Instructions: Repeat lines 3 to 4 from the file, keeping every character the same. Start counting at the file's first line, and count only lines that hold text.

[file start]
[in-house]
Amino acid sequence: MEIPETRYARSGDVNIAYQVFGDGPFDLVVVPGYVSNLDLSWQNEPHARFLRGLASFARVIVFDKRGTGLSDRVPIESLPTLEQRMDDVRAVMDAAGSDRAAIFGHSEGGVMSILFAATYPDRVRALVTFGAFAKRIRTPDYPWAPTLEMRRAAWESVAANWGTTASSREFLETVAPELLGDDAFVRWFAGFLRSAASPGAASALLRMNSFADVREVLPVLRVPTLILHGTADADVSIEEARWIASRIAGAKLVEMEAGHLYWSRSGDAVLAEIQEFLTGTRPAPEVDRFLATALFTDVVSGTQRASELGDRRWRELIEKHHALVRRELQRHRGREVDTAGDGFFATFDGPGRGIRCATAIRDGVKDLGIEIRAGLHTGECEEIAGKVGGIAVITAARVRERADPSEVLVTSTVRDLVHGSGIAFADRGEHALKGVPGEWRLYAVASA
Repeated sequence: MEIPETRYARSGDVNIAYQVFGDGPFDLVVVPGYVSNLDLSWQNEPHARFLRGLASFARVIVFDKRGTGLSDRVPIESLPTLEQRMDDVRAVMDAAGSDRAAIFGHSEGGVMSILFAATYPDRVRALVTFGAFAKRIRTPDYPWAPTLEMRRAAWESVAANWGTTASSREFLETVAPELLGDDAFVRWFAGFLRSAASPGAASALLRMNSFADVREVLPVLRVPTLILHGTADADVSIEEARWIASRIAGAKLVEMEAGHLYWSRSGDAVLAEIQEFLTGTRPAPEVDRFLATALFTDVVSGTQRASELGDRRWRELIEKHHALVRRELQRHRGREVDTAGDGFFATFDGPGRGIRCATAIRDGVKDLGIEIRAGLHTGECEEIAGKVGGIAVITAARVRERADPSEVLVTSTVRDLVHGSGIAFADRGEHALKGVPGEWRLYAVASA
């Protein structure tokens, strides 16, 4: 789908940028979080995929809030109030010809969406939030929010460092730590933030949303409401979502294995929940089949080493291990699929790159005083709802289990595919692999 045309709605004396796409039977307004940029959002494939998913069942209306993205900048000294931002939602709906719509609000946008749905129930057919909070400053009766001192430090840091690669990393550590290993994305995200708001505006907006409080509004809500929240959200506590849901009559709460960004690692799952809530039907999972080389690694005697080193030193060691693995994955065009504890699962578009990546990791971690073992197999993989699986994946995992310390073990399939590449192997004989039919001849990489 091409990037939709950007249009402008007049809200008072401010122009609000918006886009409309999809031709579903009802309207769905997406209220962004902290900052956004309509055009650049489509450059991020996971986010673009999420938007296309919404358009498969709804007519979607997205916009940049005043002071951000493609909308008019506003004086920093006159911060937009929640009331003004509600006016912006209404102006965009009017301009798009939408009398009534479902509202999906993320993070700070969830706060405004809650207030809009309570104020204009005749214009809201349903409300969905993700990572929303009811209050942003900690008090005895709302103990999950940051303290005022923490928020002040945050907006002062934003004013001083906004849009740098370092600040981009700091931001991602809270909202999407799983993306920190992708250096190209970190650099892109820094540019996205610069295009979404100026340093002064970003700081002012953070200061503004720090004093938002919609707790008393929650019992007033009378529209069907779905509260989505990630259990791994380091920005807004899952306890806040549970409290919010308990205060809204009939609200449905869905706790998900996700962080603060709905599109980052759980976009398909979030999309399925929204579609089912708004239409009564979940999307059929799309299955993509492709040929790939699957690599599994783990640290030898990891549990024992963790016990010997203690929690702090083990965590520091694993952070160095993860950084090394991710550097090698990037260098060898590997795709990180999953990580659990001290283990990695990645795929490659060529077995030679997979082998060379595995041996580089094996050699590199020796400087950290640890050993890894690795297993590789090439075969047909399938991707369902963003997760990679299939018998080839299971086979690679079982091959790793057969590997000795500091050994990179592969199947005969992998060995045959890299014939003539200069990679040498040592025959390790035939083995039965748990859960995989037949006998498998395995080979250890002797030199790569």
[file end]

Repeated sequence: MEIPETRYARSGDVNIAYQVFGDGPFDLVVVPGYVSNLDLSWQNEPHARFLRGLASFARVIVFDKRGTGLSDRVPIESLPTLEQRMDDVRAVMDAAGSDRAAIFGHSEGGVMSILFAATYPDRVRALVTFGAFAKRIRTPDYPWAPTLEMRRAAWESVAANWGTTASSREFLETVAPELLGDDAFVRWFAGFLRSAASPGAASALLRMNSFADVREVLPVLRVPTLILHGTADADVSIEEARWIASRIAGAKLVEMEAGHLYWSRSGDAVLAEIQEFLTGTRPAPEVDRFLATALFTDVVSGTQRASELGDRRWRELIEKHHALVRRELQRHRGREVDTAGDGFFATFDGPGRGIRCATAIRDGVKDLGIEIRAGLHTGECEEIAGKVGGIAVITAARVRERADPSEVLVTSTVRDLVHGSGIAFADRGEHALKGVPGEWRLYAVASA
């Protein structure tokens, strides 16, 4: 789908940028979080995929809030109030010809969406939030929010460092730590933030949303409401979502294995929940089949080493291990699929790159005083709802289990595919692999 045309709605004396796409039977307004940029959002494939998913069942209306993205900048000294931002939602709906719509609000946008749905129930057919909070400053009766001192430090840091690669990393550590290993994305995200708001505006907006409080509004809500929240959200506590849901009559709460960004690692799952809530039907999972080389690694005697080193030193060691693995994955065009504890699962578009990546990791971690073992197999993989699986994946995992310390073990399939590449192997004989039919001849990489 091409990037939709950007249009402008007049809200008072401010122009609000918006886009409309999809031709579903009802309207769905997406209220962004902290900052956004309509055009650049489509450059991020996971986010673009999420938007296309919404358009498969709804007519979607997205916009940049005043002071951000493609909308008019506003004086920093006159911060937009929640009331003004509600006016912006209404102006965009009017301009798009939408009398009534479902509202999906993320993070700070969830706060405004809650207030809009309570104020204009005749214009809201349903409300969905993700990572929303009811209050942003900690008090005895709302103990999950940051303290005022923490928020002040945050907006002062934003004013001083906004849009740098370092600040981009700091931001991602809270909202999407799983993306920190992708250096190209970190650099892109820094540019996205610069295009979404100026340093002064970003700081002012953070200061503004720090004093938002919609707790008393929650019992007033009378529209069907779905509260989505990630259990791994380091920005807004899952306890806040549970409290919010308990205060809204009939609200449905869905706790998900996700962080603060709905599109980052759980976009398909979030999309399925929204579609089912708004239409009564979940999307059929799309299955993509492709040929790939699957690599599994783990640290030898990891549990024992963790016990010997203690929690702090083990965590520091694993952070160095993860950084090394991710550097090698990037260098060898590997795709990180999953990580659990001290283990990695990645795929490659060529077995030679997979082998060379595995041996580089094996050699590199020796400087950290640890050993890894690795297993590789090439075969047909399938991707369902963003997760990679299939018998080839299971086979690679079982091959790793057969590997000795500091050994990179592969199947005969992998060995045959890299014939003539200069990679040498040592025959390790035939083995039965748990859960995989037949006998498998395995080979250890002797030199790569």